Gail Carriger Author Interview

Whitney Sullivan: Your heroine, Alexia Tarabotti, has no soul (and her partner is a werewolf) - what does she find most inconvenient about these unusual circumstances?

Gail Carriger: She will turn supernatural creatures mortal when she touches them. This can be terribly embarrassing, not to say fatal, for said creatures. It also means that on several occasions certain baser elements of society are actively trying to kill her, without proper introduction – so rude. One side effect of her soulless state is that Alexia is very practical in her approach to coping with most problems (including said werewolf partner). She either bashes them over the head with her parasol, or talks at them, with equally disastrous results.

WS: Alexia walks the line between steampunk and urban fantasy, a woman who can face any situation head on with verve. Do you ever find yourself frustrated by your can-do heroine?

GC: Never. She is my favorite kind of character to write – practical to a fault, capable in a crisis, frustrating to the other characters around her, and all too often getting herself into impossible situations out of sheer nerve. It can be a little annoying trying to write myself out of the corner Alexia has gotten the plot into, but she is also rich in friends, so she has aid in times of dire need.

WS:  Alexia loves her parasol, what's an accessory (other than your beloved vintage 1950s black Dior suit) that you'd hate to be without?

GC: These days I am rarely without some kind of octopus jewelry. I'm amassing quite the collection, and I love it! Also I have taken to traveling with a little heating coil and my own personal tea cup, not sure if those count as accessories, but I do love me my cuppa.

WS: You've set your Parasol Protectorate series in alternate Victorian London, what was something you knew had to be the same as our London?

GC: I knew I wanted certain key historical events to stay in place. Most major wars and battles still occurred, but the real reasons behind them were different. For example, King Henry the Eighth broke with the Catholic Church, but it was over acceptance of the supernatural (those divorces were just a front). I also knew I wanted to take the same tactic with the most ridiculous aspects of Victorian fashion. High cravats? Hide the bite marks. Confining bustle-skirts and healed boots? Keeps prey from moving too fast.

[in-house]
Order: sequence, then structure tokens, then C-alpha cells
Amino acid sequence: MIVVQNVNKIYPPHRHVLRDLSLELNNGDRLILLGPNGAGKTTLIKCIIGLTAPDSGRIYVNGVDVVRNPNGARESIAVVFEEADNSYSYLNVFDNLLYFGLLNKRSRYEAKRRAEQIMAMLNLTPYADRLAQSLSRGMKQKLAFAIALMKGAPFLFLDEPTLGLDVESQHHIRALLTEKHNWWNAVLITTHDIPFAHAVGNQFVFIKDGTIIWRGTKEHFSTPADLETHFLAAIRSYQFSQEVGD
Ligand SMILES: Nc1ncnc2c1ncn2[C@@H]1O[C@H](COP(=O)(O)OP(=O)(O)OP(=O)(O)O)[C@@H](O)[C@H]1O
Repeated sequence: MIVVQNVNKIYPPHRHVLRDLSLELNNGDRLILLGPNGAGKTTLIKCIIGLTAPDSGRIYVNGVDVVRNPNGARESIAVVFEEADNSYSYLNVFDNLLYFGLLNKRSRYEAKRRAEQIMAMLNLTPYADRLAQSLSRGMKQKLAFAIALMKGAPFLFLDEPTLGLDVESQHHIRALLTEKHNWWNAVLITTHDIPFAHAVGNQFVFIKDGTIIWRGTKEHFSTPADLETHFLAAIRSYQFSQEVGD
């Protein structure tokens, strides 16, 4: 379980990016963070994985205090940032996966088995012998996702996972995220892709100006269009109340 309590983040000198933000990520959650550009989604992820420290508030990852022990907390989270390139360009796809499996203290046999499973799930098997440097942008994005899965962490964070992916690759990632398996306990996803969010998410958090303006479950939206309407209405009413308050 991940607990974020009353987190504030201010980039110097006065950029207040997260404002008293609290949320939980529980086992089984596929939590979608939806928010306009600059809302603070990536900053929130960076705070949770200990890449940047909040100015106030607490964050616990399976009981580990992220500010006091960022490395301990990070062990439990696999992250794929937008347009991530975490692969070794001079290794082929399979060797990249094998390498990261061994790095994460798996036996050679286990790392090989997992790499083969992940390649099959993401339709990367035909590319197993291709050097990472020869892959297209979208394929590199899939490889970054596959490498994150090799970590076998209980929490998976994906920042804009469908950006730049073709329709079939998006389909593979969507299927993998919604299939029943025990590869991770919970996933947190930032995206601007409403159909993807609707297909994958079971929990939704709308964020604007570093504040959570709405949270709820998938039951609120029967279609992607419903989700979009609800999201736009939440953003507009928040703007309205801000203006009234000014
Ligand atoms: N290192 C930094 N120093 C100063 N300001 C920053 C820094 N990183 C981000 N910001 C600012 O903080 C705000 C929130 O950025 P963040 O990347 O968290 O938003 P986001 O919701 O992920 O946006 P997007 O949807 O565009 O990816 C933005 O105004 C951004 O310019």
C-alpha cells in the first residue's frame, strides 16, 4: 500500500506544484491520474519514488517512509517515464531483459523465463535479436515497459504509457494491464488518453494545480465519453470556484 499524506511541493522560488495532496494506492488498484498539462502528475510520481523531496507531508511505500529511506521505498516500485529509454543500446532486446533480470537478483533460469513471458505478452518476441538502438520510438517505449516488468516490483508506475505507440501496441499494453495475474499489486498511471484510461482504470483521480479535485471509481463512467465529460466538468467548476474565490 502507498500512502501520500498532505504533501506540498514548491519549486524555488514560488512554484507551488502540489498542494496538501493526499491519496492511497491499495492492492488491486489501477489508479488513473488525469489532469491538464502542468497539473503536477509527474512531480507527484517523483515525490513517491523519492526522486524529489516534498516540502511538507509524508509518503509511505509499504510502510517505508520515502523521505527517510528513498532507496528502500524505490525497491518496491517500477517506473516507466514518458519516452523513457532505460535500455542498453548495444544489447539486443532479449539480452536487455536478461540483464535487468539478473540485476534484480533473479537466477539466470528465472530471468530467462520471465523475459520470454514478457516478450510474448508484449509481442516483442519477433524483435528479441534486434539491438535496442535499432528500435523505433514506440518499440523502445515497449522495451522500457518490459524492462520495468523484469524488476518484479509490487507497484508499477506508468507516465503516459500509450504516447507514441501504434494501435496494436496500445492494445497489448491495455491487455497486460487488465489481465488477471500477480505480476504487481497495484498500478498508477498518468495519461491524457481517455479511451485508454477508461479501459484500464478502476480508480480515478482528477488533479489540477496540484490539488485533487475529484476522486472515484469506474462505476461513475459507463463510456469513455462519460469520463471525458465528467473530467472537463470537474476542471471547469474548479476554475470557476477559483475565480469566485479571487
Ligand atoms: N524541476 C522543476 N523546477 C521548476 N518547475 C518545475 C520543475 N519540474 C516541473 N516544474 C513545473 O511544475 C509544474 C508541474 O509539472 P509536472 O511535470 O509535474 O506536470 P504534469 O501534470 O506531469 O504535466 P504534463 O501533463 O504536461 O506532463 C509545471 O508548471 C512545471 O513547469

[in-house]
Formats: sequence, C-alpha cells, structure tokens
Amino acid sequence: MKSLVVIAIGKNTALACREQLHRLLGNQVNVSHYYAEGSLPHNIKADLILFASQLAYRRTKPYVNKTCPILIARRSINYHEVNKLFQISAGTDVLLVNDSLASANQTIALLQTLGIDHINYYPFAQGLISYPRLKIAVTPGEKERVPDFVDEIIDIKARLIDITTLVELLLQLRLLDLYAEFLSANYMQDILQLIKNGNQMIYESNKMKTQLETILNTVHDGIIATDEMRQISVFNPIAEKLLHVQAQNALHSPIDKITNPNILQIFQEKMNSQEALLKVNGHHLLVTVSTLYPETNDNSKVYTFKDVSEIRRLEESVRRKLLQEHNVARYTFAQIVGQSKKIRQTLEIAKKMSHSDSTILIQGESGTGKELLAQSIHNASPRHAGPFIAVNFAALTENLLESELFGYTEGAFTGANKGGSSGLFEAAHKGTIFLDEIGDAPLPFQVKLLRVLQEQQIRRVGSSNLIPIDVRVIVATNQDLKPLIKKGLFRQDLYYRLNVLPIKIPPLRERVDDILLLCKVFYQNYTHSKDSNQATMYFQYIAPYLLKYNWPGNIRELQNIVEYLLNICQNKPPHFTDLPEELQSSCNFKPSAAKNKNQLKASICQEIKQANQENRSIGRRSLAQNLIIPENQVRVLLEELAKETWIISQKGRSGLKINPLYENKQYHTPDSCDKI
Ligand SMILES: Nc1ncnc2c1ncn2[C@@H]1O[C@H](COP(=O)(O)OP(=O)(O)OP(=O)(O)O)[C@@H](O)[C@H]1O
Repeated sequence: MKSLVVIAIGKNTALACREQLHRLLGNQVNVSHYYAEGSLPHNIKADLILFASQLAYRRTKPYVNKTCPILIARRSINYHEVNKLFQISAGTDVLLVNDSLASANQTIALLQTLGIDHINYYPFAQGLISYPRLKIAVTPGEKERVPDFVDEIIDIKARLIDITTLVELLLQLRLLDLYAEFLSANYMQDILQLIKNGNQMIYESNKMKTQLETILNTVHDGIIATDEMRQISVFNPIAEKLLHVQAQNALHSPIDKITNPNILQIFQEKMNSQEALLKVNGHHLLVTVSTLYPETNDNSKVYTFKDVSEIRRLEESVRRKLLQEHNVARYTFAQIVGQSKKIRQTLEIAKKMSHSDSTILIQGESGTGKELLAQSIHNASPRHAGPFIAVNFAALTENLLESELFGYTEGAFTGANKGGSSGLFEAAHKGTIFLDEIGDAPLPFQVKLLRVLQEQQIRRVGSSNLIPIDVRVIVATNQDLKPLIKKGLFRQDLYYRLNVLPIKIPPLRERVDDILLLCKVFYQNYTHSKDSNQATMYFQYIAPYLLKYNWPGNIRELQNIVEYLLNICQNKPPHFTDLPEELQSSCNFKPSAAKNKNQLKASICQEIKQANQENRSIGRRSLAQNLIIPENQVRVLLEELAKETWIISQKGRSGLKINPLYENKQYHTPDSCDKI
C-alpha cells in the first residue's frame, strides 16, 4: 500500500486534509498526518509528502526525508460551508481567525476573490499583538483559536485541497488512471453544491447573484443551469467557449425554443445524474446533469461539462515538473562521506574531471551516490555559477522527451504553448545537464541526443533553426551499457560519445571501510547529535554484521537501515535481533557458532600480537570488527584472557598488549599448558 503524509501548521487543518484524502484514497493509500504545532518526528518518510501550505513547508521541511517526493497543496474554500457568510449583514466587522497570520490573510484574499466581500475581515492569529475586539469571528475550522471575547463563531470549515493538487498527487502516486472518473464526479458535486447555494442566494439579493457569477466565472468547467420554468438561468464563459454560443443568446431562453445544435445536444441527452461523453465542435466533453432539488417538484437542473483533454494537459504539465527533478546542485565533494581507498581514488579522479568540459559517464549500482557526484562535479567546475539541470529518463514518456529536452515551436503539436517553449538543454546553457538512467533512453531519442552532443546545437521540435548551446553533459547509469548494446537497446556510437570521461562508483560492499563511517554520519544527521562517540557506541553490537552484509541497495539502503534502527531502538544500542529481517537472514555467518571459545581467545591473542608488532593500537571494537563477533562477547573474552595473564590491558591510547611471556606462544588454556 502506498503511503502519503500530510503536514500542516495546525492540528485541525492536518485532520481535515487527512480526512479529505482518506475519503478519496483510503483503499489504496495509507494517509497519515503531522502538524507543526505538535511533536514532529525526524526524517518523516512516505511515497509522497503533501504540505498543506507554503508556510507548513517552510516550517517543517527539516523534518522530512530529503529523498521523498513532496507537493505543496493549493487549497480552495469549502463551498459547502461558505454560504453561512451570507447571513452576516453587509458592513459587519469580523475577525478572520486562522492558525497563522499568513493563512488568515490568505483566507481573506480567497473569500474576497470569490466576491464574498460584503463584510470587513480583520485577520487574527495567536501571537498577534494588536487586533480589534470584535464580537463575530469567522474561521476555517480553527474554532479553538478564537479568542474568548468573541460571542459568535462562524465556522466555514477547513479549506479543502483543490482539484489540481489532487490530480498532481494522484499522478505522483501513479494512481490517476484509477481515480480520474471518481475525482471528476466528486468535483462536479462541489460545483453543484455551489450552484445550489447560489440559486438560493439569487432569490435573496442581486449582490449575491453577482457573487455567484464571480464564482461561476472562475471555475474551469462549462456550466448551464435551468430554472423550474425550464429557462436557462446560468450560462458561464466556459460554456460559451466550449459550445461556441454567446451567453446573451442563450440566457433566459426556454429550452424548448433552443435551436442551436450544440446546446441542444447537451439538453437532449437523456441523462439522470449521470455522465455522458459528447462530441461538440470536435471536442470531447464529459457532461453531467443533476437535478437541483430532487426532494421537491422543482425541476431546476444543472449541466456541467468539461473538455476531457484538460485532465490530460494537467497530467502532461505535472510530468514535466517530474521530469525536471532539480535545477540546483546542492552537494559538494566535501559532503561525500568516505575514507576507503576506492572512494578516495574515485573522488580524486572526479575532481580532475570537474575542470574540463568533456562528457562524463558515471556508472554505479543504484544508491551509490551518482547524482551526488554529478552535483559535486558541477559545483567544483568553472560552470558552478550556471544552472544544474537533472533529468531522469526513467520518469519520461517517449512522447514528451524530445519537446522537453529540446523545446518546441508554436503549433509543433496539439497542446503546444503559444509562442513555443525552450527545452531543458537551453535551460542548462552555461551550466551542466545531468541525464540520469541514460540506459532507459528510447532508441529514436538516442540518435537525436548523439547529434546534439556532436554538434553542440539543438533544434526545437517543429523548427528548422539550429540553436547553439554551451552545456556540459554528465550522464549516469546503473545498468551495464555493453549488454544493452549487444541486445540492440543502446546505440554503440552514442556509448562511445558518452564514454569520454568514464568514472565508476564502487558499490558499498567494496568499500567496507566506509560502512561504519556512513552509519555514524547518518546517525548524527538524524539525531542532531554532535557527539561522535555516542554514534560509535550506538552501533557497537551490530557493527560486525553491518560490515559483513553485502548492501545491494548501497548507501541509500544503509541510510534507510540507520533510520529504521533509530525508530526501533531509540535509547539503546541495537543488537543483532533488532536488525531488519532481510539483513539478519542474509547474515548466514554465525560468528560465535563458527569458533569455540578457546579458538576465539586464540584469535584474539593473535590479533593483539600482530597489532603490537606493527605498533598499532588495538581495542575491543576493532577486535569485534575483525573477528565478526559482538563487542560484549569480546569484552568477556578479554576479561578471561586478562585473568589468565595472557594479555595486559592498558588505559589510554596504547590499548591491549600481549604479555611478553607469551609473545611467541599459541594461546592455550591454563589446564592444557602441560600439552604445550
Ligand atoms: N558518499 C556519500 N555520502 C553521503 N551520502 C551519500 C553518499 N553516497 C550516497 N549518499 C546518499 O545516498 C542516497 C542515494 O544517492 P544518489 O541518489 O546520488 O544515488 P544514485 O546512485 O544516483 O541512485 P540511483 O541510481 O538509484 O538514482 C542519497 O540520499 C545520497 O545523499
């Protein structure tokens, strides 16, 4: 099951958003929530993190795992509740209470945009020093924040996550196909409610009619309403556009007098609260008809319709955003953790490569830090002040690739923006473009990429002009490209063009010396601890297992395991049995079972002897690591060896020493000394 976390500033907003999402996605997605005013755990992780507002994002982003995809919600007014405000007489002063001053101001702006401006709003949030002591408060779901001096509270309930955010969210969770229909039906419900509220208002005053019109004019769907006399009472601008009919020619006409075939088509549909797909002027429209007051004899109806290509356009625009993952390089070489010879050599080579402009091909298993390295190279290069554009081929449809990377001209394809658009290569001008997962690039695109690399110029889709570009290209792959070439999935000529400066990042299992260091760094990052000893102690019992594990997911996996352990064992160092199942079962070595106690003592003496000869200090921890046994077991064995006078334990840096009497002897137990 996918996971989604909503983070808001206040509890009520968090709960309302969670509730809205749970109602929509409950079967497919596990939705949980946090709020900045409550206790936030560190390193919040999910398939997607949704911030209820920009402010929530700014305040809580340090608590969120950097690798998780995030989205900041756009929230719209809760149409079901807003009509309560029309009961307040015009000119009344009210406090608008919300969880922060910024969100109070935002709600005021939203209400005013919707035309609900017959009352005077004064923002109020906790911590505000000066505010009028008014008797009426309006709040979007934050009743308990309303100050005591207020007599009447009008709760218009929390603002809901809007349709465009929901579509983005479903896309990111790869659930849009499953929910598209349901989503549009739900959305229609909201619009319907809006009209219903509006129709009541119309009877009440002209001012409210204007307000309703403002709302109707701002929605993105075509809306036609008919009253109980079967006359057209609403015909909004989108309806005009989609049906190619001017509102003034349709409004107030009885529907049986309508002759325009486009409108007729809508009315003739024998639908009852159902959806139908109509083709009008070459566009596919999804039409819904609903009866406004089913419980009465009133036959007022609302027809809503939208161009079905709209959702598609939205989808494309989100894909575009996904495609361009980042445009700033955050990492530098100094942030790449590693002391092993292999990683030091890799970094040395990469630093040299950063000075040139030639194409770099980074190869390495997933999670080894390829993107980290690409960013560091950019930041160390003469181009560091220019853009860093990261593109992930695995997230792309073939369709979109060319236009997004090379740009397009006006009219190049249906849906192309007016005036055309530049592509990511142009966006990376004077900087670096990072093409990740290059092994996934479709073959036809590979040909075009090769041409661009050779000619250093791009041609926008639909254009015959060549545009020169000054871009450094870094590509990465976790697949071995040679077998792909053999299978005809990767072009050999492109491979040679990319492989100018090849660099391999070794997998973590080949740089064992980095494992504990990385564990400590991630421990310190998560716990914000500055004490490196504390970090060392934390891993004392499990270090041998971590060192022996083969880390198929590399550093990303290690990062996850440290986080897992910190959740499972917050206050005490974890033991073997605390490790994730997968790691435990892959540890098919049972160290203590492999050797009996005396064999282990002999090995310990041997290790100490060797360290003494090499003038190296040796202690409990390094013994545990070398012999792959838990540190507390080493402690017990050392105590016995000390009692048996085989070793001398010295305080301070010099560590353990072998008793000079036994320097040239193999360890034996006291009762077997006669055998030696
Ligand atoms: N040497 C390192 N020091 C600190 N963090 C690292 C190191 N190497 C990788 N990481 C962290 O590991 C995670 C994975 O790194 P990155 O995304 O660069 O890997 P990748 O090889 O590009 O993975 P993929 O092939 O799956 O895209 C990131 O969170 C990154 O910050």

WS: You have just sold books four and five in the series, congrats! You called Blameless "an absolute nightmare" to write, what is something you did during the process that you will not repeat during your next books?

GC: After I finished Blameless I realized many of the events were happening to Alexia, rather than her taking charge of matters. It was out of character and it bothered my beta readers, my editor, and me. At the eleventh hour I decided I really wanted to fix it. In the space of two weeks I rewrote about 1/3 of the book. It was worth it, and it has become much stronger as a result, but what a pain! I'm not letting that happen in the next two books. But they are getting increasingly difficult to write for other reasons. There are now so many threads and minor characters to keep in mind, not to mention different elements of the world building to include, all while not loosing the irreverence and comedy of the early books and still keeping the plot moving. I never realized how difficult an (unplanned) series was to write. That said, I'm having fun spoofing different kinds of Victorian literature in each book: early romantic fiction, gothic horror, schoolboy's adventure stories, Holmes style mysteries, and even lady's travel journals.
WS: In light of the brief reappearance of Ivy, Alexia's best friend from Soulless, in September's Blameless  - can fans expect some familiar faces in the fourth and fifth installments?

GC: Absolutely, I love continuing to explore minor characters and exposing their hidden depths and secret pasts, especially if I have initially set them up to be one sided or frivolous. I enjoy writing with a full cast of well-loved quirky personalities. I'll also like to drop back in very very minor characters, who may have only been mentioned once, as a cookie to reward the careful reader.

WS: You've got quite a web presence, what would you suggest people new to steampunk use as a launchpad? (i.e. books, websites, podcasts?)

GC: I'd be remiss if I didn't say try the steampunk section of my website. Any other links or forums I could suggest are all mentioned there, and I'd probably forget the important ones if I just went off the top of my head. That page has my definition of steampunk; recommended websites, blogs, and salons; lists of books, magazines, YouTube videos, and films; and, of course, pretty pictures and a section all about steampunk fashion.

WS: Orbit has posted a nifty video on the making of your Blameless cover, if we promise not to tell - which is your favorite book cover?

GC: I'm a terribly fickle mistress, I always love the one I'm with most, which means (right now) it's Blameless. I adore Paris in the background and the gargoyle. Everything is better with a gargoyle, don't you feel? Changeless gave me stick for certain, shall we say, "non-Victorian" reasons, which had to be explained-away in the copy-edits. That said, I like the teal color of that dress best (so much I had one made up for myself). I had a personal hand in the selection of the cover for Soulless, so it's still dear to my heart.